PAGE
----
By Jody Allair, Director, Citizen Science and Community Engagement, Birds Canada
As a young birder growing up in the 90s in Peterborough, Ontario, I was always enamoured with fall. There was just something about those cool crisp nights, the amazing colours on display in the forests, and the lakes filled with waterfowl. And as I began to know more about birds, I started to see that fall is one of the birdiest times of year. I seemed to find raptors; the first northern finches; and loads of warblers, thrushes, and sparrows everywhere there was natural habitat. This was especially true at bird migration focal points, such as Presqu’ile Provincial Park on Lake Ontario and Long Point on Lake Erie. In fact, volunteering at Long Point Bird Observatory during fall migration as a teenager helped lay the ground work for my career with, and passion for, birds. Seeing dozens of migrating Black-and-white, Blackburnian, Yellow, and Chestnut-sided warblers was a feast for the eyes. And realizing that each morning would bring some new avian surprises is a feeling that continues to excite me to this very day.
American Redstart Photo: Jim McCabe
What was also apparent on those fall days was the lack of people out birding – even at migration hotspots. Sure, you would still see many of the local birding stalwarts, but it was nowhere near the numbers that you would see in similar locations in early May. So why aren’t more people birding in the fall?
Could it be that they just don’t realize how amazing the birding is? I would argue that some of the most amazing migration spectacles in Canada occur in the fall. My shortlist includes the shorebird migration on the Bay of Fundy; the amazing sea birding off Newfoundland and Vancouver Island; the tremendous concentrations of geese and cranes in Saskatchewan; the raptor migration at Hawk Cliff, Ontario; and the massive influxes of migrant songbirds at places like Point Pelee, Ontario, and Tadoussac, Québec…just to name a few.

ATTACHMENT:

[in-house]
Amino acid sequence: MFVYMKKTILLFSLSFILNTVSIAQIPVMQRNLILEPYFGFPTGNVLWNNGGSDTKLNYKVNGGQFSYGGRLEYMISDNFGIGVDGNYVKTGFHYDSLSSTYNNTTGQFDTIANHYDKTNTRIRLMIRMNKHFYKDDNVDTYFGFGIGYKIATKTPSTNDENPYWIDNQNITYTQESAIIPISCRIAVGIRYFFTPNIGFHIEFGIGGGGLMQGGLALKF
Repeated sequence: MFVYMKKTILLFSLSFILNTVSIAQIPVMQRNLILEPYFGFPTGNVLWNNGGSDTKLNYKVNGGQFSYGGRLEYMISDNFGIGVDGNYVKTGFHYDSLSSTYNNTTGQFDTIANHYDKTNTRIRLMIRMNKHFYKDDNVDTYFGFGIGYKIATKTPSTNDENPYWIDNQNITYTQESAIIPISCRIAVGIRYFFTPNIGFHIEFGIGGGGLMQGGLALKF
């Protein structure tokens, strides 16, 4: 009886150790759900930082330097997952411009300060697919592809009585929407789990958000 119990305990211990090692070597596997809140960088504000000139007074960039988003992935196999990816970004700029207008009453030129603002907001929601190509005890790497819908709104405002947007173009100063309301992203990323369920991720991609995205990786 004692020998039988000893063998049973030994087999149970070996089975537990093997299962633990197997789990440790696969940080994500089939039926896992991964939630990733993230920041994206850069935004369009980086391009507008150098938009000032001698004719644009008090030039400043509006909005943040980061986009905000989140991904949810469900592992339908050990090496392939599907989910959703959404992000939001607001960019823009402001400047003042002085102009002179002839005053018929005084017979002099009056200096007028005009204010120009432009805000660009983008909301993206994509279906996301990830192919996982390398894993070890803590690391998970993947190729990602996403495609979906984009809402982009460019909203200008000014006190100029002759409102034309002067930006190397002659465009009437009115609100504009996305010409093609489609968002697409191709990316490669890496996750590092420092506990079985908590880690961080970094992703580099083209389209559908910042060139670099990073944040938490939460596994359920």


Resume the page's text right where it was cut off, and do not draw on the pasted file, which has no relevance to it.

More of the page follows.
Chestnut-sided Warbler Photo: James Lees
Or are people holding back because of a perception that fall birding is too difficult? This is something I hear from time to time – especially in reference to identifying warblers in the fall. I’ve often wondered if the (in)famous “confusing fall warbler” plates from the Peterson Field Guide series helped contribute to this. In my opinion, using the term “confusing” to describe a group of birds immediately puts up a barrier, which could prevent some people from giving it a go. One commonly-cited advantage to spring birding is that the birds are in full song and sporting their bright breeding plumages, making them easier to identify. Well that may be true in many cases, plenty of species are just as beautiful in fall (see basic plumaged Chestnut-sided Warbler as an example). “Tricky but doable fall warblers” is how I would have described them. The majority are readily identifiable with a bit of practice and patience.
If you have yet to dip your toe in fall birding, here are some more points to consider. First, you have more time to enjoy migration because it happens over a longer period than in spring. In spring, birds are rushing to their breeding grounds, whereas in fall, they take time to pack on the fat before heading south to Mexico, Central America, or even southern South America.
There are also more birds to see compared to in the spring. In addition to the adult birds, you now have all of the newly fledged young attempting their first fall migration.
Northern Waterthrush Photo: Jim McCabe
And here’s the best part. During the fall you can find migratory birds just about anywhere. Many of my favourite encounters happen in my own yard or at my favourite local park. For example, I was recently woken up by a Northern Waterthrush calling right outside my window. I ran out of bed, got dressed hastily, threw on my sandals, grabbed my binoculars, and ran outside. I’m pretty sure I wasn’t fully awake yet, but I did not mind one bit as I knew full well that I only see Northern Waterthrushes on the Alberta prairies for a couple days each spring and fall – today might be my only chance to enjoy one of these charming and underappreciated little gems. To my amazement, I discovered my yard and adjacent greenspace was crawling with newly arrived migrants! Tennessee and Yellow warblers were all over the place and a Canada Warbler appeared right in from of me, a first for my local patch! There was nothing particularly special about the weather or the location, and that’s the beauty of birding in the fall.
As we keep finding our way through a pandemic, birds and birding are here for us. All of us. So get out there, be safe – follow local health authority guidelines and enjoy one of the best times of year. It won’t take long for you to fall for fall birds.
Jody Allair Photo: Phoebe Allair